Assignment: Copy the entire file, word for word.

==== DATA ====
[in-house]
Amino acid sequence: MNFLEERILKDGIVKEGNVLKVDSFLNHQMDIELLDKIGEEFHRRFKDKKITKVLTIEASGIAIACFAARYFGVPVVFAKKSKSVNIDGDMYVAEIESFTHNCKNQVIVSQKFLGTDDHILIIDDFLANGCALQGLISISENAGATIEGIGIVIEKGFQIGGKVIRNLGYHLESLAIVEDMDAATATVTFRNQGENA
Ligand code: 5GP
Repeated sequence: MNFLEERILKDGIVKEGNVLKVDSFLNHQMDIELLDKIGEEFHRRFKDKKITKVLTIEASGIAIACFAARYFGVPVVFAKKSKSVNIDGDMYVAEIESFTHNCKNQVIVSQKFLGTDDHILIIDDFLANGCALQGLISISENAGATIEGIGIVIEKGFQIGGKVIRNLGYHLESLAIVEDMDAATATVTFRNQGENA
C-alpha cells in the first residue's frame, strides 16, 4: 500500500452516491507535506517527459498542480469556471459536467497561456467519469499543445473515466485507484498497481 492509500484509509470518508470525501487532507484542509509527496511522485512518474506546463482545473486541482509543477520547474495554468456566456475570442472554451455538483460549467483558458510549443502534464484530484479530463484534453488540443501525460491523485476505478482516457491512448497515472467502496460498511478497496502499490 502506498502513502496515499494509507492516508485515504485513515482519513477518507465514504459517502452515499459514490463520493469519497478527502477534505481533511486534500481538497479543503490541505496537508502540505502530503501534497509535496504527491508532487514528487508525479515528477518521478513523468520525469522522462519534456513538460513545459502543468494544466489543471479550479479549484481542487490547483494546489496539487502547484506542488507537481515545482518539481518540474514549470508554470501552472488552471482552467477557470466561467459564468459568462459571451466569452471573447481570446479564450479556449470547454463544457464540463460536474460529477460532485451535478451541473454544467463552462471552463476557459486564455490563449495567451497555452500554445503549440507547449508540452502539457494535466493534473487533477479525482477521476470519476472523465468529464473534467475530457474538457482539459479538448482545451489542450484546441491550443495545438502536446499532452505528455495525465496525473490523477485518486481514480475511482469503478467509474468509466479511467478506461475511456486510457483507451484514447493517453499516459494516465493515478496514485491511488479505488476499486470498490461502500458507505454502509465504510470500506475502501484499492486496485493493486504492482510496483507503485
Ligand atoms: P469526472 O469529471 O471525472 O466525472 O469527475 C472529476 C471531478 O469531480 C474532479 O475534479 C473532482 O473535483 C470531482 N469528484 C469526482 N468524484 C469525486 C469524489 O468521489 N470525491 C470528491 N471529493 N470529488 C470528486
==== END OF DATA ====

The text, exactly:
[in-house]
Amino acid sequence: MNFLEERILKDGIVKEGNVLKVDSFLNHQMDIELLDKIGEEFHRRFKDKKITKVLTIEASGIAIACFAARYFGVPVVFAKKSKSVNIDGDMYVAEIESFTHNCKNQVIVSQKFLGTDDHILIIDDFLANGCALQGLISISENAGATIEGIGIVIEKGFQIGGKVIRNLGYHLESLAIVEDMDAATATVTFRNQGENA
Ligand code: 5GP
Repeated sequence: MNFLEERILKDGIVKEGNVLKVDSFLNHQMDIELLDKIGEEFHRRFKDKKITKVLTIEASGIAIACFAARYFGVPVVFAKKSKSVNIDGDMYVAEIESFTHNCKNQVIVSQKFLGTDDHILIIDDFLANGCALQGLISISENAGATIEGIGIVIEKGFQIGGKVIRNLGYHLESLAIVEDMDAATATVTFRNQGENA
C-alpha cells in the first residue's frame, strides 16, 4: 500500500452516491507535506517527459498542480469556471459536467497561456467519469499543445473515466485507484498497481 492509500484509509470518508470525501487532507484542509509527496511522485512518474506546463482545473486541482509543477520547474495554468456566456475570442472554451455538483460549467483558458510549443502534464484530484479530463484534453488540443501525460491523485476505478482516457491512448497515472467502496460498511478497496502499490 502506498502513502496515499494509507492516508485515504485513515482519513477518507465514504459517502452515499459514490463520493469519497478527502477534505481533511486534500481538497479543503490541505496537508502540505502530503501534497509535496504527491508532487514528487508525479515528477518521478513523468520525469522522462519534456513538460513545459502543468494544466489543471479550479479549484481542487490547483494546489496539487502547484506542488507537481515545482518539481518540474514549470508554470501552472488552471482552467477557470466561467459564468459568462459571451466569452471573447481570446479564450479556449470547454463544457464540463460536474460529477460532485451535478451541473454544467463552462471552463476557459486564455490563449495567451497555452500554445503549440507547449508540452502539457494535466493534473487533477479525482477521476470519476472523465468529464473534467475530457474538457482539459479538448482545451489542450484546441491550443495545438502536446499532452505528455495525465496525473490523477485518486481514480475511482469503478467509474468509466479511467478506461475511456486510457483507451484514447493517453499516459494516465493515478496514485491511488479505488476499486470498490461502500458507505454502509465504510470500506475502501484499492486496485493493486504492482510496483507503485
Ligand atoms: P469526472 O469529471 O471525472 O466525472 O469527475 C472529476 C471531478 O469531480 C474532479 O475534479 C473532482 O473535483 C470531482 N469528484 C469526482 N468524484 C469525486 C469524489 O468521489 N470525491 C470528491 N471529493 N470529488 C470528486